When the sovereign debt crisis began in early 2010, those most mindful of the Schuman Declaration’s predictions hoped and believed that the crisis would lead to a manifestation of enhanced “de facto” solidarity.  Nor have such hopes been entirely disappointed. Faced with the convulsions of the financial markets sparked by the Greek budgetary crisis, the members of the Eurozone eventually showed themselves capable of acting together to confront the most immediate dangers to the financial stability of the Eurozone.   It must however remain questionable how national governments might react to future, possibly even more demanding challenges to the solidarity of the Eurozone.  No objective observer could believe that the Eurozone’s problems have been solved, rather than palliated for the short term. There still remain among the governments of the Eurozone radical differences of opinion as to the future structure of its governance.  Some governments fully understand the intellectual and political tension between the existence of a single European currency on the one hand and the continuation of essentially untrammelled national macro-economic policies on the other. Others, notably the government of the largest member state in the European Union, are reluctant to call into question what they see as the original institutional architecture of the single currency.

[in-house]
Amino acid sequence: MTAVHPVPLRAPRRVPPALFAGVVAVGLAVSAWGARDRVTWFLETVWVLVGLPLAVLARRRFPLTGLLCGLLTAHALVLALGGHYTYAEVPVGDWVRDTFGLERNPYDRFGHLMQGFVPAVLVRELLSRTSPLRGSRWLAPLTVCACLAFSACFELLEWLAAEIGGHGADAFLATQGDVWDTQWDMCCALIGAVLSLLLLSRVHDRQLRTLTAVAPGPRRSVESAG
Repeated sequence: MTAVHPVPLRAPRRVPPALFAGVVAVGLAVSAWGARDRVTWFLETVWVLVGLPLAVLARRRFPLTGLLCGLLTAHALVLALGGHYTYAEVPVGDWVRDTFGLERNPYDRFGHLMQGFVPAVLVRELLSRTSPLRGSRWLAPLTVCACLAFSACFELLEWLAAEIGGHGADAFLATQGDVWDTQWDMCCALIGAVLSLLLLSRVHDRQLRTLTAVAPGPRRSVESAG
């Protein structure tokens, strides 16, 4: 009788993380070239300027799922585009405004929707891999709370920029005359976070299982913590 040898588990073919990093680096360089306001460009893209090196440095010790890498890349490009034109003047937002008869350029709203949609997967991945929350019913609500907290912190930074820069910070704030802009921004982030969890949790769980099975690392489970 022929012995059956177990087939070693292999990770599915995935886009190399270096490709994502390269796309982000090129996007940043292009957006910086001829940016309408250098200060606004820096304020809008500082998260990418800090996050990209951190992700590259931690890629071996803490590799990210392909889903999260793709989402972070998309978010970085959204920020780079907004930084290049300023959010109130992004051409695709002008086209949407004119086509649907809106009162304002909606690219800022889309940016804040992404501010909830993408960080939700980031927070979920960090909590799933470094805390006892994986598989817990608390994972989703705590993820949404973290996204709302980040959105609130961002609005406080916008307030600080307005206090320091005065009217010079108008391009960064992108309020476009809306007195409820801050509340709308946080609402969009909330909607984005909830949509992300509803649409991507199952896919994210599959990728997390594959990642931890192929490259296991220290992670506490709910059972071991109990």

The single European currency is of primordial significance for the future of the European Union because it is the most important field to which until now the Union has tried to apply the powerful prescriptions of the Schuman Declaration;  and it is not yet certain whether this attempt to apply the Declaration’s prescriptions will succeed. It is far from clear whether on balance the single European currency has led to greater “de facto solidarity” among its member states. The ugliness of the public debate in Greece and Germany earlier this year when the Greek sovereign debt crisis was at its height was not an encouraging omen. Against this must be set the eventual realization of the heads of state and government that within a single currency zone, Greece’s problems cannot simply be regarded as the problems of Greece alone. Tardily and perhaps inadequately, the Eurozone’s governments eventually acted in the common interest. “De facto” solidarity within the Eurozone is not dead, but it is certainly less healthy than its well-wishers might hope.